When we think about the PCB design best practices that fall into the digitally integrated and optimized pillar, we need to start off with electro-mechanical (ECAD/MCAD) co-design.
What is ECAD/MCAD co-design?
ECAD/MCAD co-design is the collaboration between ECAD and MCAD domains during product design. This collaboration enables both ECAD and MCAD to optimize their designs within tight form-factor constraints while still meeting quality, reliability, and performance requirements.
What’s not working?
I can tell you from three decades of experience struggling with the handoff between electrical and mechanical, that the legacy way we’ve done things can be error prone. Data can be incomplete or have errors when you’re handing it off in legacy formats such as:
- .DXF files
- Manual emails
- PDF drawing
- Handwritten drawing
What are the roadblocks?
One of the biggest roadblocks you may run into when going up against legacy methodology is organizational resistance to change. Sure, it’s an indirect roadblock, but it is a big one. Another roadblock might be siloed teams and siloed tools that just don’t integrate well. You also have unfamiliar formats in the data that you’re handing off.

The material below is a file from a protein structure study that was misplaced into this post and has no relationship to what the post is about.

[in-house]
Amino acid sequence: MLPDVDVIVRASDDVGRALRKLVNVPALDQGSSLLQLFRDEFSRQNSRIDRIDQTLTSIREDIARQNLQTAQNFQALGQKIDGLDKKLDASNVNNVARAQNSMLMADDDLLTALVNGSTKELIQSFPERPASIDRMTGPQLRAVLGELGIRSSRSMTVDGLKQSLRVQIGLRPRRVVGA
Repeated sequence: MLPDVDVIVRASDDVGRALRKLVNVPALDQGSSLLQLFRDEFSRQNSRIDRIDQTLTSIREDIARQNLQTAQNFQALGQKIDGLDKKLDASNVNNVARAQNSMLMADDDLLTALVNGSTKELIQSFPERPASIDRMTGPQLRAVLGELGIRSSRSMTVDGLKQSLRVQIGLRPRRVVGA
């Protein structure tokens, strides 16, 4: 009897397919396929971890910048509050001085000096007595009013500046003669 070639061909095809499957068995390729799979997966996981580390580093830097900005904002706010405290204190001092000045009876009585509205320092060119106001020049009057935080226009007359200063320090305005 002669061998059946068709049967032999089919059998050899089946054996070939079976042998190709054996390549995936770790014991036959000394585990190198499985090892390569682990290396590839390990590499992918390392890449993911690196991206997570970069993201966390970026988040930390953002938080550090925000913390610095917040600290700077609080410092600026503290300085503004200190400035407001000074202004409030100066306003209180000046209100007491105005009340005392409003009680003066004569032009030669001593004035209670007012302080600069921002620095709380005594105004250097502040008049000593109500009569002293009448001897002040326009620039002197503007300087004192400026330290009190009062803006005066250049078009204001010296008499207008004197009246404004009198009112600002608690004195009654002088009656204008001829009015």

Best practices: ECAD/MCAD co-design
When we talk about best practices, the format that’s the latest and greatest right now is the IDX format for the ECAD/MCAD collaboration. We should look for a methodology that enables context based, integral collaboration between the domains and the disciplines. The value you’re going to get from that is that you have streamlined, integrated collaboration that minimizes the risk of errors during the data exchange.
How it works: ECAD/MCAD co-design
In an optimized flow the MCAD designer might start collaboration after adding data pertinent to the electronic designer to a design, such as the board outline and critical component placement like connectors.
This information then needs to be passed to the electronic designer so that it can be considered during the development of the PCB. As a part of the process certain items can be set to be owned by the mechanical designer which means that these items can only be edited by the mechanical tool. Doing this helps eliminate accidental changes to items critical to the mechanical aspect of the design, that would cause unnecessary rework downstream.
Starting collaboration with electronic designer is as easy as creating a baseline. With the baseline created, the electronic designer can look at the baseline and preview the information in the baseline file. Items like the board outline, mounting holes, placement obstructs, and components all show up in the tree view, and allow the designer to make sure that nothing in the file would interfere with any work that may have already been done. Once the baseline is applied to the project, an assembly file can also be imported, which contains the mechanical models and NX assembly.
Further changes in either domain can be sent by creating proposals, with the other domain expert having the ability to accept or reject the proposed changes.